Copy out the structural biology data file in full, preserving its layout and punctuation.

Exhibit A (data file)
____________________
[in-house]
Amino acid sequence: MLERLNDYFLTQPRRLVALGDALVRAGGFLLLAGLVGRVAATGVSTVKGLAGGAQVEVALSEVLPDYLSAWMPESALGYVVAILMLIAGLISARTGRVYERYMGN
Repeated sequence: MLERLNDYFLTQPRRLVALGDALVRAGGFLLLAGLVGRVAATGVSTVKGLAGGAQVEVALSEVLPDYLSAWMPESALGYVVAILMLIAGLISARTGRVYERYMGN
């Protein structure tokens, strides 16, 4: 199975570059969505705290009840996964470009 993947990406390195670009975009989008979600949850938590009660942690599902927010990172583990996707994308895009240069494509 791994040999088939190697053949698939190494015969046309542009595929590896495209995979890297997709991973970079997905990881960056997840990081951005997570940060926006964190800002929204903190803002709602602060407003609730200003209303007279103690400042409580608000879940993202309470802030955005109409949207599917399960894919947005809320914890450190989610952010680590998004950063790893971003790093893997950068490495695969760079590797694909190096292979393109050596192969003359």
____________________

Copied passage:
[in-house]
Amino acid sequence: MLERLNDYFLTQPRRLVALGDALVRAGGFLLLAGLVGRVAATGVSTVKGLAGGAQVEVALSEVLPDYLSAWMPESALGYVVAILMLIAGLISARTGRVYERYMGN
Repeated sequence: MLERLNDYFLTQPRRLVALGDALVRAGGFLLLAGLVGRVAATGVSTVKGLAGGAQVEVALSEVLPDYLSAWMPESALGYVVAILMLIAGLISARTGRVYERYMGN
């Protein structure tokens, strides 16, 4: 199975570059969505705290009840996964470009 993947990406390195670009975009989008979600949850938590009660942690599902927010990172583990996707994308895009240069494509 791994040999088939190697053949698939190494015969046309542009595929590896495209995979890297997709991973970079997905990881960056997840990081951005997570940060926006964190800002929204903190803002709602602060407003609730200003209303007279103690400042409580608000879940993202309470802030955005109409949207599917399960894919947005809320914890450190989610952010680590998004950063790893971003790093893997950068490495695969760079590797694909190096292979393109050596192969003359």